Carey Ramos is Partner in the New York and Hong Kong offices and Co-Chair of the firm’s National Media & Entertainment Practice. He has a broad practice that concentrates on cross-border disputes and media and technology matters. Mr. Ramos has successfully represented prominent clients in widely publicized patent, copyright, trademark and trade secret actions involving music, motion pictures, computer technology, telecommunications, consumer electronics and fashion/luxury products.
In a career spanning over 36 years, Mr. Ramos has achieved over $5 billion in monetary recoveries for his clients, obtained injunctive relief in numerous matters, and successfully defended hundreds of clients in defeating claims asserted, on an individual or class basis in court and regulatory proceedings and arbitrations, in IP, antitrust, securities, products liability, environmental, executive compensation, employee benefits, contract, warranty, insurance, corporate control, merger, hostile takeover, real estate, landlord-tenant, oil and gas, auction, tax, and theatrical and art law disputes.
With extensive experience in matters concerning technology standards and patent pools, he serves as counsel to the DVD6C and BD4C patent licensing organizations, which license DVD and Blu-ray patents worldwide, and spearheads DVD6C license enforcement through litigation and international arbitration proceedings. Mr. Ramos advises clients on antitrust and competition law issues, with particular focus on the technology, media and entertainment industries, and has represented clients in litigation and before regulatory and enforcement authorities in the United States and Europe with respect to such matters.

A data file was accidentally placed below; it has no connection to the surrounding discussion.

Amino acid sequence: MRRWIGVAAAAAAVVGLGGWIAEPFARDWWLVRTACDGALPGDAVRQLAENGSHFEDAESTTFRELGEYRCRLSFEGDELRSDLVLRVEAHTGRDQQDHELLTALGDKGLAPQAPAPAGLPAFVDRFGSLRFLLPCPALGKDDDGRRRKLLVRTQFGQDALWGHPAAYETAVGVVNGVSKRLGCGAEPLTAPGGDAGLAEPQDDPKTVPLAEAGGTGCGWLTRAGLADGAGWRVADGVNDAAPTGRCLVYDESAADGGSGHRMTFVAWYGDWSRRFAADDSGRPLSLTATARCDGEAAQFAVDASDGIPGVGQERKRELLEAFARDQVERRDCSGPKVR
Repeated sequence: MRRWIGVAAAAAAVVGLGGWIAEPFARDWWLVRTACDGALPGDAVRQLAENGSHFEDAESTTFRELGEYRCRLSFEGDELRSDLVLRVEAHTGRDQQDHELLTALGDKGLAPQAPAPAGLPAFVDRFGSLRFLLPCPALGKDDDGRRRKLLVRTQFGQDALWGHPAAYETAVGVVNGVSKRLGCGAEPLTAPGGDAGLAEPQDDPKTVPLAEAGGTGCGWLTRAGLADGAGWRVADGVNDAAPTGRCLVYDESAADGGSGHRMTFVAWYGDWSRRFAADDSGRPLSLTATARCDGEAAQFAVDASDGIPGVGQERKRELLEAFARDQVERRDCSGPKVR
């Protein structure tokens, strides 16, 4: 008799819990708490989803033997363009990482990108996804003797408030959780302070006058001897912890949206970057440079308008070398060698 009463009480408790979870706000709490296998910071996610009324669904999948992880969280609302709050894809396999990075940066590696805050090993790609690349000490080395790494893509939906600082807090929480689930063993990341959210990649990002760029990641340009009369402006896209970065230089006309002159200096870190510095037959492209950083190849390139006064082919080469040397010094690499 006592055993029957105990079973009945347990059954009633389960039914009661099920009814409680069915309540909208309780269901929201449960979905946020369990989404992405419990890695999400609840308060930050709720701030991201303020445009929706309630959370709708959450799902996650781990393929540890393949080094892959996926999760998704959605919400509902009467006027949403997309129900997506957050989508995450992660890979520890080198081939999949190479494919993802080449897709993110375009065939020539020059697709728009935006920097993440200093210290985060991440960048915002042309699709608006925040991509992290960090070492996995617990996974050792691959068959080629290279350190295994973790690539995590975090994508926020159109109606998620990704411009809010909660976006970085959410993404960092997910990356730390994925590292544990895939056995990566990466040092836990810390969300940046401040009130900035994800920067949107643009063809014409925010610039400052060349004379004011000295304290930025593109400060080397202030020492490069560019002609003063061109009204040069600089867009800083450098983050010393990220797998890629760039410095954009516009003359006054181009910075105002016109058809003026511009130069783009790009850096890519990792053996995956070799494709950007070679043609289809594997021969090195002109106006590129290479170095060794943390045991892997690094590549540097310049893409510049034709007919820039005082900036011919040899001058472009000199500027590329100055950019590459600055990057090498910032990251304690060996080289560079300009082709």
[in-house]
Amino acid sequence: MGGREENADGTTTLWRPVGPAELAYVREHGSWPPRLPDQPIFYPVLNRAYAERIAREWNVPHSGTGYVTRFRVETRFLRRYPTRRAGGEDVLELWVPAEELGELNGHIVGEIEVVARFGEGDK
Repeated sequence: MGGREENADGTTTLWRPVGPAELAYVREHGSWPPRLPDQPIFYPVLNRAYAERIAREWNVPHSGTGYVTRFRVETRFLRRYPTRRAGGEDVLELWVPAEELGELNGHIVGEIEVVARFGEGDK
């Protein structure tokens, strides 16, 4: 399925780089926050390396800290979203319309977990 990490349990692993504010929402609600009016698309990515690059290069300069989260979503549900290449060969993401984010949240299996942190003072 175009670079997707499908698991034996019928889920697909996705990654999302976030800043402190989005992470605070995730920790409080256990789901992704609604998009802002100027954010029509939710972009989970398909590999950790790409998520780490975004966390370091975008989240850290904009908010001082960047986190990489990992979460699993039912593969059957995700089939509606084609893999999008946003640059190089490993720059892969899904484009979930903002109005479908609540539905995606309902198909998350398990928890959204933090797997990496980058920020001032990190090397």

Mr. Ramos has handled and won many of the leading cases in the past 15 years involving claims of secondary liability (contributory, vicarious, inducement, aiding and abetting and conspiracy) asserted against Internet companies for alleged copyright, trademark and patent infringement by third parties using their websites, storage services or technologies, in the U.S. Supreme Court, Second, Seventh and Ninth Circuits and district courts nationwide. These cases have produced landmark decisions that have defined the boundaries of intellectual property rights in the online era, including the Grokster decision in the Supreme Court, the Napster decisions in the Ninth Circuit, and the Aimster decision in the Seventh Circuit.